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J Appl Physiol (1985). 1993 May;74(5):2421-5.

Respiratory epithelium modulates the responses of canine bronchi to cooling.

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  • 1Center for Experimental Therapeutics, Baylor College of Medicine, Houston, Texas 77030.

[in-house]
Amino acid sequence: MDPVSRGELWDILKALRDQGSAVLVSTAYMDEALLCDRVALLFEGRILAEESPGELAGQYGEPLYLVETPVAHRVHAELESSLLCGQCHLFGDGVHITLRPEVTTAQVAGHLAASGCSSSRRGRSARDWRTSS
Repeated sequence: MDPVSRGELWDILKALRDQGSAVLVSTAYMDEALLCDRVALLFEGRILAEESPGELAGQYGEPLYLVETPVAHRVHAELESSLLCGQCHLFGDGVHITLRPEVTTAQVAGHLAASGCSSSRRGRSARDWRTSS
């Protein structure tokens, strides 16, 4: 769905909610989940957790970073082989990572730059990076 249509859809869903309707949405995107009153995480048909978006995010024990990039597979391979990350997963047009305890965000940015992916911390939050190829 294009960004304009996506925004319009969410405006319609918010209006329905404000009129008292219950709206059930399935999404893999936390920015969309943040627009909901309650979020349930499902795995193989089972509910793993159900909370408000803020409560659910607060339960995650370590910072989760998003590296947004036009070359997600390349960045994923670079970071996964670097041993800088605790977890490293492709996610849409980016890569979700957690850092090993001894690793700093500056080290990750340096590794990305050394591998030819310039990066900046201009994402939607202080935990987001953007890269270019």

The present study was designed to investigate the effect of cooling on the modulatory role of the respiratory epithelium on the underlying smooth muscle. Canine bronchial rings and segments (with or without epithelium) were suspended in organ chambers and perfused with modified Krebs-Ringer bicarbonate solution, respectively. Isometric force was recorded. Cooling did not affect the resting tension of the bronchi. During contractions to carbachol, cooling evoked contractions in bronchi with epithelium but relaxations in those without epithelium. In the presence of indomethacin, cooling induced contractions in both preparations with and without epithelium. The contractions in bronchi with epithelium were significantly larger than those in bronchi without epithelium. After treatment with indomethacin, exogenous arachidonic acid potentiated the cooling-induced contractions in preparations with epithelium but not in those without epithelium. This potentiation was not affected by nordihydroguaiaretic acid. SKF 525-A and metyrapone, inhibitors of cytochrome P-450 monooxygenases, converted the cooling-induced contractions of preparations with epithelium to relaxations and had no significant effects on the responses of preparations without epithelium. These observations suggest that cooling induces from the epithelium the release of a cytochrome P-450-derived eicosanoid that potentiates contractions of the underlying airway smooth muscle to carbachol.

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